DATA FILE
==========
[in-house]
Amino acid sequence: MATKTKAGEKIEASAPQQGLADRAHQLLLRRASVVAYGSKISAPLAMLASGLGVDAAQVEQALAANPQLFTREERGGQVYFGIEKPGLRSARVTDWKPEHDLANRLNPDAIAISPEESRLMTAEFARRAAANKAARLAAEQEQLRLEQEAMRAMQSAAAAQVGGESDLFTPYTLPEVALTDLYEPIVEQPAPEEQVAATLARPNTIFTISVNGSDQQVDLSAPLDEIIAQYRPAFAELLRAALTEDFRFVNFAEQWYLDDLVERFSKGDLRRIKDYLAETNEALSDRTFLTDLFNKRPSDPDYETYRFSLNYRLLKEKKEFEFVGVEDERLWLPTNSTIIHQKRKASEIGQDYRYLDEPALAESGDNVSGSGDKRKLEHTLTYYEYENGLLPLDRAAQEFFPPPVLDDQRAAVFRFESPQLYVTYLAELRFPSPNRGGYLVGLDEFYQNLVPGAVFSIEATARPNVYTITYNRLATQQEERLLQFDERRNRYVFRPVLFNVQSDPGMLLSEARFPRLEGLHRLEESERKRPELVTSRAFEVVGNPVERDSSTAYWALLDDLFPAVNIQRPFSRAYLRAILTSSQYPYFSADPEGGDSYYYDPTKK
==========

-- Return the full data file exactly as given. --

[in-house]
Amino acid sequence: MATKTKAGEKIEASAPQQGLADRAHQLLLRRASVVAYGSKISAPLAMLASGLGVDAAQVEQALAANPQLFTREERGGQVYFGIEKPGLRSARVTDWKPEHDLANRLNPDAIAISPEESRLMTAEFARRAAANKAARLAAEQEQLRLEQEAMRAMQSAAAAQVGGESDLFTPYTLPEVALTDLYEPIVEQPAPEEQVAATLARPNTIFTISVNGSDQQVDLSAPLDEIIAQYRPAFAELLRAALTEDFRFVNFAEQWYLDDLVERFSKGDLRRIKDYLAETNEALSDRTFLTDLFNKRPSDPDYETYRFSLNYRLLKEKKEFEFVGVEDERLWLPTNSTIIHQKRKASEIGQDYRYLDEPALAESGDNVSGSGDKRKLEHTLTYYEYENGLLPLDRAAQEFFPPPVLDDQRAAVFRFESPQLYVTYLAELRFPSPNRGGYLVGLDEFYQNLVPGAVFSIEATARPNVYTITYNRLATQQEERLLQFDERRNRYVFRPVLFNVQSDPGMLLSEARFPRLEGLHRLEESERKRPELVTSRAFEVVGNPVERDSSTAYWALLDDLFPAVNIQRPFSRAYLRAILTSSQYPYFSADPEGGDSYYYDPTKK